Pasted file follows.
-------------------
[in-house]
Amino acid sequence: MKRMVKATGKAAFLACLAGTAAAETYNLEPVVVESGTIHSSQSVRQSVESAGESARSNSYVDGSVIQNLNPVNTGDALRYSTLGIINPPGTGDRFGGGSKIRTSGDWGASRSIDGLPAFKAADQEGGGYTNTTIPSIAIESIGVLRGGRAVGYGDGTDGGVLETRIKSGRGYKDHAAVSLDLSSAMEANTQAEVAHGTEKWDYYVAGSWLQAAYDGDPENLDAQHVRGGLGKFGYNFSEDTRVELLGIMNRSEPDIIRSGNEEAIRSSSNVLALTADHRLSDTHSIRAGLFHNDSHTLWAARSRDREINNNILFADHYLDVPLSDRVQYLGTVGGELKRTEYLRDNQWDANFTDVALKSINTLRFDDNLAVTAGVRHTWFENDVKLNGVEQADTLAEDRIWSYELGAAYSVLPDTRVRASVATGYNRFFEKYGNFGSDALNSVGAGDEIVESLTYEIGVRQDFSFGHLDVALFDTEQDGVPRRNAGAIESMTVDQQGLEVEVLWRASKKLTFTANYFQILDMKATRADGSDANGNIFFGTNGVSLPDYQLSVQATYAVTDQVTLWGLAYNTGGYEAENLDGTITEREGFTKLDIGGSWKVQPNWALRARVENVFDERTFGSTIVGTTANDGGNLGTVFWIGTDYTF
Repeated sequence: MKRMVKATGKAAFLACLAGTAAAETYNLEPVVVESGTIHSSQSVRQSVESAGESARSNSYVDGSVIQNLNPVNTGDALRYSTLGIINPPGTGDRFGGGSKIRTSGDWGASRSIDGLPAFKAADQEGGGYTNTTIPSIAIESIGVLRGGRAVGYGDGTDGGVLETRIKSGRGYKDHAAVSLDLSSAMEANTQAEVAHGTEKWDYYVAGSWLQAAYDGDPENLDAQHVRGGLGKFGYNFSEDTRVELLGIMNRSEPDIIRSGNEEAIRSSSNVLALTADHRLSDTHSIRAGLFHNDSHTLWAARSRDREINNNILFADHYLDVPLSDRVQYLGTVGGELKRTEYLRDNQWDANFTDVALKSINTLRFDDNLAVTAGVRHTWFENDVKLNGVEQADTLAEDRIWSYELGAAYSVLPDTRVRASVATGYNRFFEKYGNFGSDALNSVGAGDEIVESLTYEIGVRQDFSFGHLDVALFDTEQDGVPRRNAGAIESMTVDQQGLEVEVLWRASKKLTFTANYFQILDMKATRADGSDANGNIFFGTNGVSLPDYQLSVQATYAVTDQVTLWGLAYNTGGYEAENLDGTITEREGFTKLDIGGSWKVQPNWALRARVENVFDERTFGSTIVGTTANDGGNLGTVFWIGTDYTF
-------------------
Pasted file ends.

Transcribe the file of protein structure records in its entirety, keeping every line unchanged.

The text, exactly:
[in-house]
Amino acid sequence: MKRMVKATGKAAFLACLAGTAAAETYNLEPVVVESGTIHSSQSVRQSVESAGESARSNSYVDGSVIQNLNPVNTGDALRYSTLGIINPPGTGDRFGGGSKIRTSGDWGASRSIDGLPAFKAADQEGGGYTNTTIPSIAIESIGVLRGGRAVGYGDGTDGGVLETRIKSGRGYKDHAAVSLDLSSAMEANTQAEVAHGTEKWDYYVAGSWLQAAYDGDPENLDAQHVRGGLGKFGYNFSEDTRVELLGIMNRSEPDIIRSGNEEAIRSSSNVLALTADHRLSDTHSIRAGLFHNDSHTLWAARSRDREINNNILFADHYLDVPLSDRVQYLGTVGGELKRTEYLRDNQWDANFTDVALKSINTLRFDDNLAVTAGVRHTWFENDVKLNGVEQADTLAEDRIWSYELGAAYSVLPDTRVRASVATGYNRFFEKYGNFGSDALNSVGAGDEIVESLTYEIGVRQDFSFGHLDVALFDTEQDGVPRRNAGAIESMTVDQQGLEVEVLWRASKKLTFTANYFQILDMKATRADGSDANGNIFFGTNGVSLPDYQLSVQATYAVTDQVTLWGLAYNTGGYEAENLDGTITEREGFTKLDIGGSWKVQPNWALRARVENVFDERTFGSTIVGTTANDGGNLGTVFWIGTDYTF
Repeated sequence: MKRMVKATGKAAFLACLAGTAAAETYNLEPVVVESGTIHSSQSVRQSVESAGESARSNSYVDGSVIQNLNPVNTGDALRYSTLGIINPPGTGDRFGGGSKIRTSGDWGASRSIDGLPAFKAADQEGGGYTNTTIPSIAIESIGVLRGGRAVGYGDGTDGGVLETRIKSGRGYKDHAAVSLDLSSAMEANTQAEVAHGTEKWDYYVAGSWLQAAYDGDPENLDAQHVRGGLGKFGYNFSEDTRVELLGIMNRSEPDIIRSGNEEAIRSSSNVLALTADHRLSDTHSIRAGLFHNDSHTLWAARSRDREINNNILFADHYLDVPLSDRVQYLGTVGGELKRTEYLRDNQWDANFTDVALKSINTLRFDDNLAVTAGVRHTWFENDVKLNGVEQADTLAEDRIWSYELGAAYSVLPDTRVRASVATGYNRFFEKYGNFGSDALNSVGAGDEIVESLTYEIGVRQDFSFGHLDVALFDTEQDGVPRRNAGAIESMTVDQQGLEVEVLWRASKKLTFTANYFQILDMKATRADGSDANGNIFFGTNGVSLPDYQLSVQATYAVTDQVTLWGLAYNTGGYEAENLDGTITEREGFTKLDIGGSWKVQPNWALRARVENVFDERTFGSTIVGTTANDGGNLGTVFWIGTDYTF